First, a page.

When Larry, a former literature and writing teacher, moved to Medford, Oregon at 40 years old, he knew he had found his community. After retiring from teaching in 2003, Larry devoted his time to one of his favorite hobbies: singing. He bought a karaoke machine and took voice lessons before performing at local retirement homes and recording CDs to raise money for Alzheimer’s disease.
Larry had always considered himself healthy, even as he grew older. Today, at 80 years old, he walks regularly, goes to the gym three days a week, stretches, and does plenty of yard work. “I never stop, I just go, go, go and I love it,” he says.
When he was in his mid-forties, Larry’s doctor informed him that his prostate was unusually large. An enlarged prostate gland can cause uncomfortable urinary symptoms, like blocking the flow of urine out of the bladder and frequent urination during the day and night. It can also cause bladder, urinary tract, or kidney problems. Larry was told to monitor it and see if negative symptoms arose. “It wasn’t bothersome for quite some time,” he says.
As the years went by, Larry noticed that he had more urgency to urinate. “I always had to be close to a restroom and would get up at night. That was bothersome, but I made it through.” One day in 2009, Larry was working in his yard when he felt intense pain in his abdomen. After a trip to the emergency room, a urologist informed Larry that his prostate was now blocking his urinary tract and recommended he start using catheters. “It was a bit of a learning curve, but I learned to live with it,” he says.
After years of frustration and no relief, Larry was fed up. He decided to call The Oregon Clinic Advanced Urology Associates.
Unfortunately, Larry’s symptoms worsened over the years. In the fall of 2016, Larry went back to the emergency room after finding blood in his urine and feeling dizzy and nauseated. The next day, he passed out, falling and hitting his head on the floor. After being admitted to the hospital, the doctors had trouble getting the bleeding in his urine to stop. Larry was put on a full-time catheter and sent home.
Diagnosing the Problem
After that episode, Larry was diagnosed with benign prostatic hyperplasia (BPH). His doctor decided to try a minimally invasive treatment called prostatic artery embolization (PAE). BPH—a noncancerous enlargement of the prostate gland—is a common condition in older men.
Unfortunately, the PAE procedure did not provide relief for Larry’s symptoms. Larry continued to use the catheter until the fall of 2017 when he started to find blood in his urine again. At the emergency room, doctors performed an iliac embolization to cut off blood supply to his pelvic region. Although the bleeding in his urine had stopped, Larry had to learn how to walk again after the procedure. After five days recovering in a rehab center, he was sent home and began to reconsider his treatment options.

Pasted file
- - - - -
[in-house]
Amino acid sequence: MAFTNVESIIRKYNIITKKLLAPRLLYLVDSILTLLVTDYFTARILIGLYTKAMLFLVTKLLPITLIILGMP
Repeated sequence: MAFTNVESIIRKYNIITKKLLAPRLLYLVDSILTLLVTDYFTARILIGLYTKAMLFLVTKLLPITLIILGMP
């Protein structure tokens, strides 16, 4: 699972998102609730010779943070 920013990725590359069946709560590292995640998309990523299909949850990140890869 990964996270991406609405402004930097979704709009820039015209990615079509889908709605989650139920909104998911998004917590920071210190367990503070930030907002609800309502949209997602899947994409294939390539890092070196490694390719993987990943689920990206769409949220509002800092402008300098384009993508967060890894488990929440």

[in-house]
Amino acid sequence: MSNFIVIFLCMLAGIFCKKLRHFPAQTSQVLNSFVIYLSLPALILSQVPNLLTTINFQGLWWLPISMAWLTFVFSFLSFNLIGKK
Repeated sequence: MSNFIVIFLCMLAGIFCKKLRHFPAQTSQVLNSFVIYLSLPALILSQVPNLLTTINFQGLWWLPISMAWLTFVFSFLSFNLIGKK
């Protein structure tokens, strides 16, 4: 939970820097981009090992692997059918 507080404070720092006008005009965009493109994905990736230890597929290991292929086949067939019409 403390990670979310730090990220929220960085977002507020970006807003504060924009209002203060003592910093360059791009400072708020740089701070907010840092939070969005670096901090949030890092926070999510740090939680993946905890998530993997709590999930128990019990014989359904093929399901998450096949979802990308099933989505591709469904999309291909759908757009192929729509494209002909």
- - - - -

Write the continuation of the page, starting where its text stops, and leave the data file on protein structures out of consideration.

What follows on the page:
“I can't believe I did that. Now, I can go out to dinner and use the restroom without thinking twice. I feel like I have total freedom now. It’s been such a celebration after having been blocked up for years.”
After years of frustration and no relief, Larry was fed up. He decided to call The Oregon Clinic Advanced Urology Associates, because he had previously seen one of their urologists. “I had been feeling really helpless and like I had no options. So, I thought, I'm going to call The Oregon Clinic.”
He made an appointment in spring 2018 and flew to Portland to meet with Dr. Sajal Dutta of The Oregon Clinic Advanced Urology Associates. An ultrasound showed that Larry’s prostate was so large, it wouldn’t fit entirely on the screen. Dr. Dutta told Larry his prostate was the size of a peach, when it should normally be the size of walnut.
Dr. Dutta suggested a robotic partial prostatectomy to remove part of the prostate gland. Larry says, “We both agreed right away that it was what I wanted to do.”
A partial, or simple, prostatectomy is recommended for men with severe urinary symptoms and very enlarged prostate glands (not prostate cancer). A simple prostatectomy doesn't remove the entire prostate, but instead removes the part that's blocking the flow of urine.
On the Road to Recovery
A few weeks after his meeting with Dr. Dutta, Larry flew back up to Portland to have the procedure, which trimmed 80-90% of the unnecessary tissue in Larry’s prostate so that it could return to normal size. Within a couple of weeks, he was fully recovered and most importantly, no longer using a catheter.
Before his partial prostatectomy, Larry had used a self-catheter for nine years. He says, “I can't believe I did that. Now, I can go out to dinner and use the restroom without thinking twice. I feel like I have total freedom now. It’s been such a celebration after having been blocked up for years.”
Symptom-Free and Celebrating
Today, Larry is passionate about spreading the word on prostate health. “I tell everyone I know. I think men are pretty hands off when it comes to health and will wait until things are unbearable to do something about it. My father had prostate cancer when he was in his seventies and he had his prostate removed. My brother had his prostate removed because of cancer in his fifties. And here I am at my age, I still have my prostate and I don't have cancer. I’m very fortunate and I want others to be as well.”
Larry is grateful to Dr. Dutta for providing him with an immense sense of relief. Now, he feels like he can fully enjoy his retirement and feel relaxed and in control. “You take something for granted all your life until one day you can't do it anymore. I never let it get me down. But I was given the chance to do it again, and I'm really celebrating.”